Immigration hawks press GOP leaders to ‘take all actions necessary’ to block lame-duck amnesty push
Democrats have called for a bill to be passed before Republicans take the House.
EXCLUSIVE: A broad coalition of hawkish immigration groups and former Trump administration officials are sounding the alarm about a Democratic push to get an amnesty for illegal immigrants passed in the final days of the current Congress -- and telling Republican leaders to "take all actions necessary" to block it.
Groups including the Federation for American Immigration Reform, the Heritage Foundation, NumbersUSA and the America First Policy Institute have signed onto a letter to congressional leaders warning of an "immediate danger posed by the lame-duck session of Congress that is now underway."
"Even though power is about to change hands in one chamber, various media outlets report there will be attempts to push damaging immigration legislation such as a mass amnesty and increased immigration through Congress over the next few weeks," they say.
Former officials signed onto the letter include former acting DHS Secretary Chad Wolf, former U.S. Ambassador to Mexico Christopher Landau, former Border Patrol Chief Rodney Scott, former acting ICE Director Tom Homan and former Customs and Border Protection Chief Mark Morgan. Also signed on include former White House chief of staff Mark Meadows, former White House Office of Management and Budget (OMB) Director Russ Vought and former deputy DHS Secretary Ken Cuccinelli.
DEMOCRATS FIRE UP PUSH FOR DACA AMNESTY IN LAME DUCK SESSION BEFORE GOP TAKES HOUSE
Both the Biden administration and Democrats in Congress have been pushing for a pathway to citizenship for millions of illegal immigrants since the administration took office in early 2021, but it has so far failed due to a lack of votes and Republican support.
Since the midterms, which determined that Republicans will take the House early next year, Democrats have ramped up their push for an amnesty for illegal immigrants eligible for the 2012 Deferred Action for Childhood Arrival (DACA) program in the final months of the Congress.
Sen. Dick Durbin, D-Ill., said at a recent press conference that, with Republicans set to take the House, time was running out to get legislation passed and demanded action after the Thanksgiving break.
"We know that it's important in December, that we pass the DREAM Act — December of this year when we return from Thanksgiving — because if the House moves, as we think it might politically, it becomes increasingly difficult after the first of the year to take up this issue. We need to do it now and to do it we need bipartisan support in the Senate," Durbin said.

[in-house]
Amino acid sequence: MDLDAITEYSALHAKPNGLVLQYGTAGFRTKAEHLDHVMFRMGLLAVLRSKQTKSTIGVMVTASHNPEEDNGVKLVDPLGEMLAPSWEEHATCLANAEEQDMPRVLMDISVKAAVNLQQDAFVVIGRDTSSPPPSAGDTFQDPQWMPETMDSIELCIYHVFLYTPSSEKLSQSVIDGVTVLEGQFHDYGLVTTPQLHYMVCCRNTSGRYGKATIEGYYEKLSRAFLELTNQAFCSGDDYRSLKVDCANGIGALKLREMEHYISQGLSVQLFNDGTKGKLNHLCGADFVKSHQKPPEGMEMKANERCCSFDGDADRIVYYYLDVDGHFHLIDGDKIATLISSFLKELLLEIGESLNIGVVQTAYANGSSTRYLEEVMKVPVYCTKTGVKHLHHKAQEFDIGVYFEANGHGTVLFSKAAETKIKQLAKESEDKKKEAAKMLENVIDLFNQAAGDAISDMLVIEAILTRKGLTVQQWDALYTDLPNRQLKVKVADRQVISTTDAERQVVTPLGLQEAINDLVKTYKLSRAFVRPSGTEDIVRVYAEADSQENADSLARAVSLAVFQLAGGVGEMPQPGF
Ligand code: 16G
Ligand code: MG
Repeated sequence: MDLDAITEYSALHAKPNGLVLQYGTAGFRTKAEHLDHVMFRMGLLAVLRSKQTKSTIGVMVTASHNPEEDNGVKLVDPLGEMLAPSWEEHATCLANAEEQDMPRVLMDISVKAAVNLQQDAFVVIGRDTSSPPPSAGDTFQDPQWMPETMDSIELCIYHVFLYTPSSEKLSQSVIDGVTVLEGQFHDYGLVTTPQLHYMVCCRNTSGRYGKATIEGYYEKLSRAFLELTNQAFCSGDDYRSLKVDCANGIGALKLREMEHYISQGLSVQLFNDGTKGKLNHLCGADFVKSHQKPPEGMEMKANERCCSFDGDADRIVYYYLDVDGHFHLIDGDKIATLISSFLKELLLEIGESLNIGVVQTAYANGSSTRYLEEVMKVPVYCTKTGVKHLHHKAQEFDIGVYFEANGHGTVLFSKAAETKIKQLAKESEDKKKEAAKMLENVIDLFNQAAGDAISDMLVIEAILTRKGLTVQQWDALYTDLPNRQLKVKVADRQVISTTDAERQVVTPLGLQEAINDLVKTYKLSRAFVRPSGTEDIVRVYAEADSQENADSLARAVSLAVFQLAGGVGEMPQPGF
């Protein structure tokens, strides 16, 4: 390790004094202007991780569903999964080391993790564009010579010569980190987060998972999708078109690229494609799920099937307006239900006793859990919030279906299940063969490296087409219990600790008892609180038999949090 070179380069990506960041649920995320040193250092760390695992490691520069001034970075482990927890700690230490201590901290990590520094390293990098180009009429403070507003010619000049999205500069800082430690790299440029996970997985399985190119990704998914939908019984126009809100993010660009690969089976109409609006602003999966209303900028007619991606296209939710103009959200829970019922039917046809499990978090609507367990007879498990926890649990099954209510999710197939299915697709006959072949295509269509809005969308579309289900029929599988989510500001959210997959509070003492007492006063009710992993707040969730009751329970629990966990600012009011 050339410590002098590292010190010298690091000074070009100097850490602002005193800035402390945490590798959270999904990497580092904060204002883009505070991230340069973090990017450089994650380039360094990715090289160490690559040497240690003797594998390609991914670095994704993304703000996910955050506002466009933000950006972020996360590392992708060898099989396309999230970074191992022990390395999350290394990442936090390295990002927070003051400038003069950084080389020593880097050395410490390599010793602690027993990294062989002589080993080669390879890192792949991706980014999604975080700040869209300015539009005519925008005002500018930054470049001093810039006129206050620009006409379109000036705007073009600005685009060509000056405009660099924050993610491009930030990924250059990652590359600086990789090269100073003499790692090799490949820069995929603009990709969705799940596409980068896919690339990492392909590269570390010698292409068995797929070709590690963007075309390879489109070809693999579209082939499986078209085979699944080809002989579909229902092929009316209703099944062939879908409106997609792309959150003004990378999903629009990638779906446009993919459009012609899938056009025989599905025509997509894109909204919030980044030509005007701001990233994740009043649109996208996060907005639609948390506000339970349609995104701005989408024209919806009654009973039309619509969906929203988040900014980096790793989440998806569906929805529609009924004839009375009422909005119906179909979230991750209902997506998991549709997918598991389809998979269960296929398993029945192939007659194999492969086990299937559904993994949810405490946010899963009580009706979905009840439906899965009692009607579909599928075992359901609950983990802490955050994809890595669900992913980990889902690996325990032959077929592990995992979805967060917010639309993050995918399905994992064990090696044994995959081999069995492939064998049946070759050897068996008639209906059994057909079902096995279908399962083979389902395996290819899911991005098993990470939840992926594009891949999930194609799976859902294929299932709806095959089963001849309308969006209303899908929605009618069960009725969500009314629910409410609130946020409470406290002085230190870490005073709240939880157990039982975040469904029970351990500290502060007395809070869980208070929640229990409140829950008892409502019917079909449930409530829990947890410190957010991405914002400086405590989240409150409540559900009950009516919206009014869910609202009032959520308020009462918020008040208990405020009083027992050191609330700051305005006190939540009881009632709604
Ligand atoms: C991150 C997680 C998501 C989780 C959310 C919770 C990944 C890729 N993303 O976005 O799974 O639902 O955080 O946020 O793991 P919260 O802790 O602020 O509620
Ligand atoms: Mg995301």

Durbin said there are four or five Republicans who would support it, but Democrats need "10 Republicans who will step up and join us in this effort" to overcome a filibuster.
Senate Majority Leader Chuck Schumer, however, said that while the short-term goal was the DREAM Act, the ultimate goal is much broader, but that could wait for the next Senate.
"We have a population that is not reproducing on its own with the same level that it used to," Schumer said. "The only way we're going to have a great future in America is if we welcome and embrace immigrants, the dreamers and all of them, because our ultimate goal is to help the dreamers, but get a path to citizenship for all 11 million or however many undocumented there are here. And we will be pursuing that in the next Senate."
Meanwhile, there are a number of other potential immigration pushes in the work on the legal immigration front -- including a potential vote on the EAGLE Act, which would end per-country caps on employment-based visas and has bipartisan support.
The signatories cited polling that they said shows over 60% of midterm voters wanted Congress to focus on securing the border and enforcing immigration law, while less than 10% believe a pathway to citizenship should be at the top of the agenda.
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"We therefore ask that you take all actions necessary to stop these efforts," they say.
"We urge you to show the American people that you stand with them by rejecting special interest legislation and instead taking immediate steps to reverse this crisis and restore law and order to our immigration system," they say.
The groups previously urged congressional leaders to unite behind a "flagship" border security bill to end the crisis at the southern border, which saw more than 2.3 million migrant encounters in FY 2022, and that some lawmakers and officials fear will get worse when Title 42 expulsions end next month.
But before the leaders can get to those negotiations, the signatories say, they must navigate the choppy waters of the lame-duck session.
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"Do not allow special interests to take advantage of the lame-duck session to pass their bankrupt immigration agenda and throw average Americans under the bus," they say. "The American people are, after all, the ultimate stakeholders in our immigration system. They have voiced their will and we urge you to respect it."
Rep. Jim Banks, R-Ind., the head of the Republican Study Committee recently told Fox News Digital that the party must "do everything we can to block amnesty."
Republicans have already been gearing up for a Congress that will likely focus a great deal on the border crisis. GOP Leader Kevin McCarthy led a GOP delegation to the border last week and said that DHS Secretary Alejandro Mayorkas must either resign or face a possible impeachment investigation. He has also said called amnesty for illegal immigrants a "non-starter."
"No amnesty," he told Fox News in October.